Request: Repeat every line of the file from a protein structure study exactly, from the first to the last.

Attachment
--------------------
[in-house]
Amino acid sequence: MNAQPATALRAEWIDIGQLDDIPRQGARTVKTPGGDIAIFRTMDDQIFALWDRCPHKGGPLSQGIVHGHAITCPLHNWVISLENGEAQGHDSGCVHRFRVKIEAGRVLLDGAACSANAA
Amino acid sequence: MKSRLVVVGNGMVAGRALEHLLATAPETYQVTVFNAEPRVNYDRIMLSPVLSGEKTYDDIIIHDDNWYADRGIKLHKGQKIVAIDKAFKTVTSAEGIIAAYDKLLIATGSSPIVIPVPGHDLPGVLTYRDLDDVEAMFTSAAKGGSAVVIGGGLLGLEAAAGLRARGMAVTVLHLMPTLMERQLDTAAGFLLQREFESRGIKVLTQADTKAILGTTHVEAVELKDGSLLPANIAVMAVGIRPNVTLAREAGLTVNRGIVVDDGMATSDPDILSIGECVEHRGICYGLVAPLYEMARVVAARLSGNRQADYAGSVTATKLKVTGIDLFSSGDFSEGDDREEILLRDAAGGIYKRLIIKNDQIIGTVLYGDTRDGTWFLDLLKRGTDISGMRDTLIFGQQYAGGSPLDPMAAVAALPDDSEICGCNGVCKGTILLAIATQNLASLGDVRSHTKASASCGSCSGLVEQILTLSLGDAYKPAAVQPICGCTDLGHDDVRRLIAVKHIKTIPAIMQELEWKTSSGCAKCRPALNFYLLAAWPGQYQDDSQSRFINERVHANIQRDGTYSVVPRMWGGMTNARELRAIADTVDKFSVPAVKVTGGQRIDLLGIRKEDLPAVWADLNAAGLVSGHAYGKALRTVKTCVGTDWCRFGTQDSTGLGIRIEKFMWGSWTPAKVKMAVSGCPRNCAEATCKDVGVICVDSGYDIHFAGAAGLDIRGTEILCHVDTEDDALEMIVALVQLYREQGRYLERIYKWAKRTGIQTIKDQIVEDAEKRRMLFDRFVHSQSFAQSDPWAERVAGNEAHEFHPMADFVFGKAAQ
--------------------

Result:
[in-house]
Amino acid sequence: MNAQPATALRAEWIDIGQLDDIPRQGARTVKTPGGDIAIFRTMDDQIFALWDRCPHKGGPLSQGIVHGHAITCPLHNWVISLENGEAQGHDSGCVHRFRVKIEAGRVLLDGAACSANAA
Amino acid sequence: MKSRLVVVGNGMVAGRALEHLLATAPETYQVTVFNAEPRVNYDRIMLSPVLSGEKTYDDIIIHDDNWYADRGIKLHKGQKIVAIDKAFKTVTSAEGIIAAYDKLLIATGSSPIVIPVPGHDLPGVLTYRDLDDVEAMFTSAAKGGSAVVIGGGLLGLEAAAGLRARGMAVTVLHLMPTLMERQLDTAAGFLLQREFESRGIKVLTQADTKAILGTTHVEAVELKDGSLLPANIAVMAVGIRPNVTLAREAGLTVNRGIVVDDGMATSDPDILSIGECVEHRGICYGLVAPLYEMARVVAARLSGNRQADYAGSVTATKLKVTGIDLFSSGDFSEGDDREEILLRDAAGGIYKRLIIKNDQIIGTVLYGDTRDGTWFLDLLKRGTDISGMRDTLIFGQQYAGGSPLDPMAAVAALPDDSEICGCNGVCKGTILLAIATQNLASLGDVRSHTKASASCGSCSGLVEQILTLSLGDAYKPAAVQPICGCTDLGHDDVRRLIAVKHIKTIPAIMQELEWKTSSGCAKCRPALNFYLLAAWPGQYQDDSQSRFINERVHANIQRDGTYSVVPRMWGGMTNARELRAIADTVDKFSVPAVKVTGGQRIDLLGIRKEDLPAVWADLNAAGLVSGHAYGKALRTVKTCVGTDWCRFGTQDSTGLGIRIEKFMWGSWTPAKVKMAVSGCPRNCAEATCKDVGVICVDSGYDIHFAGAAGLDIRGTEILCHVDTEDDALEMIVALVQLYREQGRYLERIYKWAKRTGIQTIKDQIVEDAEKRRMLFDRFVHSQSFAQSDPWAERVAGNEAHEFHPMADFVFGKAAQ